Potawatomi Chief. 1812-1870
Burnett's Mound is a prominent bluff top on the south edge of Topeka that is a local landmark and reference point. It is a natural formation, but legend says that it is the burial mound of a native Indian chief, Abram B. Burnett. Burnett was an Indian chief, but he was not born in Kansas, nor was he buried on this bluff. His remains are in a graveyard south and west of the large bluff. See a newspaper article about Burnett's grave on Chronicling America.
Chief Burnett's Potawatomi name was Nan-Wesh-Mah. He was born November 1812 on the north side of the Tippecanoe River near Fulton County, Indiana, the son of Potawatomi Chief Shau-Uque-Be and Cone-Zo-Quah, the daughter of Chief Chebaas, who was the brother of Chief Topinabee. At the time, the Potawatomi were a powerful tribe, numbering perhaps 10,000. He was educated at a Baptist missionary school for Indian children in Fort Wayne, Indiana. That school was under the direction of the Reverend Isaac McCoy, a famous missionary who was involved in the establishment of Indian reservations in Kansas for eastern tribes, including the Potawatomi. Nan-Wesh-Mah served as one of McCoy's principal interpreters during the 1820's. He was an important mediator for the Potawatomi tribe. After his father died when he was young, he was adopted by his mother's cousin, Abraham Burnett, and took his name, but came to be known as Abram B. Burnett.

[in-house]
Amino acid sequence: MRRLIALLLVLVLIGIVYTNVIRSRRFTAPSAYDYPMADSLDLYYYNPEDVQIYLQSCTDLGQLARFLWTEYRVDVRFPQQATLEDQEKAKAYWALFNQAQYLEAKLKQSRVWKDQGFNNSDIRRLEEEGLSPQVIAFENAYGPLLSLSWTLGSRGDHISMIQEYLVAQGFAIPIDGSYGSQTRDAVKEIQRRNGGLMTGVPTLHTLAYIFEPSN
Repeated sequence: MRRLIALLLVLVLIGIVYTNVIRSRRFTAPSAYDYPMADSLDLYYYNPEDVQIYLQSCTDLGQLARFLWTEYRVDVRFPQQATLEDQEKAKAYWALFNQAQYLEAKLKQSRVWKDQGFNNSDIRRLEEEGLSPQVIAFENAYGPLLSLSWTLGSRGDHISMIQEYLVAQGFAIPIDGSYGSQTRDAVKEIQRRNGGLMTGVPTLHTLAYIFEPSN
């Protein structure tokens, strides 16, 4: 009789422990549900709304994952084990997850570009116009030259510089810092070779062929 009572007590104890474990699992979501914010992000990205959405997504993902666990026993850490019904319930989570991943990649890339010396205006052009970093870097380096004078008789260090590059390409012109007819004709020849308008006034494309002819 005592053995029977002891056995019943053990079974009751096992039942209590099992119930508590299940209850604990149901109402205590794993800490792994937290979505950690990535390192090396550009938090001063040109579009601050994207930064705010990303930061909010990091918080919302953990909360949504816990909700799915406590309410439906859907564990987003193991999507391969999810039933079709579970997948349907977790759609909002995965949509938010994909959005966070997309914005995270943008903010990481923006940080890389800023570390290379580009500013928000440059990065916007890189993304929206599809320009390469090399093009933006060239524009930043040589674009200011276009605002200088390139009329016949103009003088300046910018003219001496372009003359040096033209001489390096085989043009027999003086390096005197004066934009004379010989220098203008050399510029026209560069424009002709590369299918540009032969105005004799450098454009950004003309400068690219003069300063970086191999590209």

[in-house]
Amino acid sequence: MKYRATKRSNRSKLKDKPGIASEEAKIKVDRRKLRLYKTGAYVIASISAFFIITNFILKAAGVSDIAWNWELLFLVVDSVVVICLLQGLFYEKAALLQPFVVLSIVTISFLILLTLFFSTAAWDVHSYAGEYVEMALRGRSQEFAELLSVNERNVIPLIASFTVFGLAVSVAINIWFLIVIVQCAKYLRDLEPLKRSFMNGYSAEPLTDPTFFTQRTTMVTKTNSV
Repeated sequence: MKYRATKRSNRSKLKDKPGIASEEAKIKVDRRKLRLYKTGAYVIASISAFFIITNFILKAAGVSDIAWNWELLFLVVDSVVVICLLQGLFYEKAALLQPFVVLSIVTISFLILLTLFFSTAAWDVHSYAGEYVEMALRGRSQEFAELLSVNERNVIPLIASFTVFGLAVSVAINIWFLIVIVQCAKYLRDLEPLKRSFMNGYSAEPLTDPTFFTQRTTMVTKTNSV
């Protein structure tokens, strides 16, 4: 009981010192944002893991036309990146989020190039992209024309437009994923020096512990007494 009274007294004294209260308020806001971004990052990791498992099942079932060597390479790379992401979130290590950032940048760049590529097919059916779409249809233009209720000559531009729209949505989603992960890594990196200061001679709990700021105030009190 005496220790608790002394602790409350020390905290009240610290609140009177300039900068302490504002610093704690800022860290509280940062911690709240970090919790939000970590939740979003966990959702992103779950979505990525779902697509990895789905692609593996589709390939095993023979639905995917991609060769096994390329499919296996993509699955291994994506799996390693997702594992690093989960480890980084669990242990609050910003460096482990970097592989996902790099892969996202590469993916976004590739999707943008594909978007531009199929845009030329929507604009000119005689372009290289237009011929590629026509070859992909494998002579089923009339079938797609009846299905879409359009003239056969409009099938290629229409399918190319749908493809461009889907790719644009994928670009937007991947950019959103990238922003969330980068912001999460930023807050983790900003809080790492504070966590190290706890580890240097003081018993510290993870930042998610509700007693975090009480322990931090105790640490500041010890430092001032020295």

In 1838, Burnett and his Potawatomi bride, Dah-Moosh-Ke-Keaw, were removed with other Mission Band Potawatomis to a reservation in southeast Kansas. His first wife died in 1842 and in 1843, he remarried to a German Catholic immigrant, Marie Knofloch. In 1848 Chief Burnett moved to the area that was later to become Topeka. In Topeka he farmed a large plot of land near Burnett's mound along Shunganunga Creek and traded horses. Chief Burnett was an impressive figure. He was a physically large and powerful man, reportedly weighing more than 450 pounds in his later years. He dressed in a coat and trousers and wore a tie when occasions demanded. He often wore a hat and carried an elaborate cane with a handle of rose quartz with a silver collar and an ebonized hardwood shaft. It is the one shown in this photograph. The ebony cane is in the possession of the Burnett family descendants. Chief Burnett died June 14, 1870 on his farm near Topeka and his wife and children moved to the Potawatomi reservation in Oklahoma.
Entry: Burnett, Abram
Author: Kansas Historical Society
Author information: The Kansas Historical Society is a state agency charged with actively safeguarding and sharing the state's history.
Date Created: April 2010
Date Modified: January 2016
The author of this article is solely responsible for its content.